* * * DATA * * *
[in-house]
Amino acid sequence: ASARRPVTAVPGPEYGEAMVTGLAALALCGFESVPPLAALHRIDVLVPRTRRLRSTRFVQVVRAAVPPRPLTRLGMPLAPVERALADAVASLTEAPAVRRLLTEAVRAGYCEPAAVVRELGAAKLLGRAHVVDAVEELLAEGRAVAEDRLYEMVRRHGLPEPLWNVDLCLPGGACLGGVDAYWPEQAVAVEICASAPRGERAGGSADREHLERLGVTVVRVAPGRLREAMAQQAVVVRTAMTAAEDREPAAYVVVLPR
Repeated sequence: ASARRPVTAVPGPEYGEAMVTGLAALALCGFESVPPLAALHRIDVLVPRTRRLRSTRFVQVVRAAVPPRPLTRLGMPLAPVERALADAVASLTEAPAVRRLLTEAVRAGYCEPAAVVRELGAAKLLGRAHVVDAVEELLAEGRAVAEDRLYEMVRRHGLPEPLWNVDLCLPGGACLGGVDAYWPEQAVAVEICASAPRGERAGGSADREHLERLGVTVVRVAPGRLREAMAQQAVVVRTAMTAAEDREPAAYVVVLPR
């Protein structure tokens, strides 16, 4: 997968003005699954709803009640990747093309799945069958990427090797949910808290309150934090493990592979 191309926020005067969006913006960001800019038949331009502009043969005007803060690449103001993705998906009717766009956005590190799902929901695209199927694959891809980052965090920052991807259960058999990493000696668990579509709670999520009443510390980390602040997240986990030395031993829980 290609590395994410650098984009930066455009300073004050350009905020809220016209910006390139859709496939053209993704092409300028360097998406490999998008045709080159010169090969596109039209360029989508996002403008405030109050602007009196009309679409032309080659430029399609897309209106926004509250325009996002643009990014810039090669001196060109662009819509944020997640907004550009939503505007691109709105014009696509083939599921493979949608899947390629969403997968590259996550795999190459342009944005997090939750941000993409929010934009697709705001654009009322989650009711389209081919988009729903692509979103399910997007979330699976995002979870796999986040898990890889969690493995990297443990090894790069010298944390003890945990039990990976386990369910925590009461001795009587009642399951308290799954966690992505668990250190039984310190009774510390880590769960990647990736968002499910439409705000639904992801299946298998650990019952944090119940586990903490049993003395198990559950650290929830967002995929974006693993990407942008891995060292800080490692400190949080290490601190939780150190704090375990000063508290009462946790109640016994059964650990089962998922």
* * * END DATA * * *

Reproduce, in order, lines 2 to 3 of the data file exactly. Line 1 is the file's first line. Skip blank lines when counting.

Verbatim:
Amino acid sequence: ASARRPVTAVPGPEYGEAMVTGLAALALCGFESVPPLAALHRIDVLVPRTRRLRSTRFVQVVRAAVPPRPLTRLGMPLAPVERALADAVASLTEAPAVRRLLTEAVRAGYCEPAAVVRELGAAKLLGRAHVVDAVEELLAEGRAVAEDRLYEMVRRHGLPEPLWNVDLCLPGGACLGGVDAYWPEQAVAVEICASAPRGERAGGSADREHLERLGVTVVRVAPGRLREAMAQQAVVVRTAMTAAEDREPAAYVVVLPR
Repeated sequence: ASARRPVTAVPGPEYGEAMVTGLAALALCGFESVPPLAALHRIDVLVPRTRRLRSTRFVQVVRAAVPPRPLTRLGMPLAPVERALADAVASLTEAPAVRRLLTEAVRAGYCEPAAVVRELGAAKLLGRAHVVDAVEELLAEGRAVAEDRLYEMVRRHGLPEPLWNVDLCLPGGACLGGVDAYWPEQAVAVEICASAPRGERAGGSADREHLERLGVTVVRVAPGRLREAMAQQAVVVRTAMTAAEDREPAAYVVVLPR